An important new work from Gary Becker will be released in the near future, more than four years after the death of the Nobel Prize-winning economist, noted as “the most important social scientist in the past 50 years” by the New York Times. The timely subject matter of “A Theory of Intergenerational Mobility” "ties together major threads of [his] scholarship about the family and the role of the household in economic production," according to Becker's University of Chicago colleague, Kevin Murphy. Scott Duke Kominers, a Harvard Business School professor who is a co-author, said Becker was working on the paper in the years leading up to his death, along with Murphy and Jörg Spenkuch of Northwestern University. As a recent Quartz article describes,
The paper helps explain the persistence of inequality, and why it can be so hard for lower-income families to move into the upper ranks of wealth. At the heart of the argument is the idea the rich parents can offer their children more advantages, and those advantages endure for generation after generation, defying the normal expectation that they eventually erode. In the way that poor families can be trapped in poverty due to what economists call neighborhood effects—the external factors such as crime and lack of access to high-quality education and healthcare—wealth accumulates in rich families because of professional connections, legacy admissions at colleges, and countless other factors that ease the affluent through life.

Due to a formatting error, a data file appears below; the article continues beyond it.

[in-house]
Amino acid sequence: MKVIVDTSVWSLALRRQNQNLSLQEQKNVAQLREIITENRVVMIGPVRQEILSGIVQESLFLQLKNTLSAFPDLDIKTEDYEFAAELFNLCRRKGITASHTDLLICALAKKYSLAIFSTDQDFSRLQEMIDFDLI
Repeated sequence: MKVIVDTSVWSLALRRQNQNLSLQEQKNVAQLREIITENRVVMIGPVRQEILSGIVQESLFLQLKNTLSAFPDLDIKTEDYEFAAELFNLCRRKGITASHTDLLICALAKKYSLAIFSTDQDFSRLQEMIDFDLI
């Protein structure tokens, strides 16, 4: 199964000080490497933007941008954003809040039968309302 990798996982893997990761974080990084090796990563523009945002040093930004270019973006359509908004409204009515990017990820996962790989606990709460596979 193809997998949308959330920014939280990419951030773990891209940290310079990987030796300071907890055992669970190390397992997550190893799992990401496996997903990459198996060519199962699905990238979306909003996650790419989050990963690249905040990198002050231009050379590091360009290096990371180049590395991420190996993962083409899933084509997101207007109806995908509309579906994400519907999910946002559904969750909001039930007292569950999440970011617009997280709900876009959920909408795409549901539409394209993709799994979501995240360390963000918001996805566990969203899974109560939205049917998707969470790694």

The Journal of Political Economy will publish the posthumous work in an upcoming issue.